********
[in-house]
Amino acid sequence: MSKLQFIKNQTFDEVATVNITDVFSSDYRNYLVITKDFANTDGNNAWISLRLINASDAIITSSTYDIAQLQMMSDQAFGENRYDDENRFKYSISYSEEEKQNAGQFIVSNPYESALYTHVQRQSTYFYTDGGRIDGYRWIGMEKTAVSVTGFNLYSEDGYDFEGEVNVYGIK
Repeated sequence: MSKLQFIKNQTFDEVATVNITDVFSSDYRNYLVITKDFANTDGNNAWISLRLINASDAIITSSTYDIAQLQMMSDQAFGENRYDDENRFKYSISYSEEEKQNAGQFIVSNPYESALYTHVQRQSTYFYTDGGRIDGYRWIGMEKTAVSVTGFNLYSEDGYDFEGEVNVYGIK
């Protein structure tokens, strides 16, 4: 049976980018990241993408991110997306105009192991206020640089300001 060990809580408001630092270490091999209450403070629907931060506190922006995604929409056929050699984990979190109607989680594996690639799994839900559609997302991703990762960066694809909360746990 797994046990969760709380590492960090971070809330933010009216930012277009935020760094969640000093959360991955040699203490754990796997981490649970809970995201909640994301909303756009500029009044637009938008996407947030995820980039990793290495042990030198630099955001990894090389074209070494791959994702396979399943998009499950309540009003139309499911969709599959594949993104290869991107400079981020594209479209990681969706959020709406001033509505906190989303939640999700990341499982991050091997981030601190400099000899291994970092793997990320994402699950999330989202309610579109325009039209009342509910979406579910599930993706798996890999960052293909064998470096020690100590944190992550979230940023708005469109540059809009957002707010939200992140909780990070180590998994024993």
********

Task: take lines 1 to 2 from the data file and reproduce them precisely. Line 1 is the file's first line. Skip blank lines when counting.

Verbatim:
[in-house]
Amino acid sequence: MSKLQFIKNQTFDEVATVNITDVFSSDYRNYLVITKDFANTDGNNAWISLRLINASDAIITSSTYDIAQLQMMSDQAFGENRYDDENRFKYSISYSEEEKQNAGQFIVSNPYESALYTHVQRQSTYFYTDGGRIDGYRWIGMEKTAVSVTGFNLYSEDGYDFEGEVNVYGIK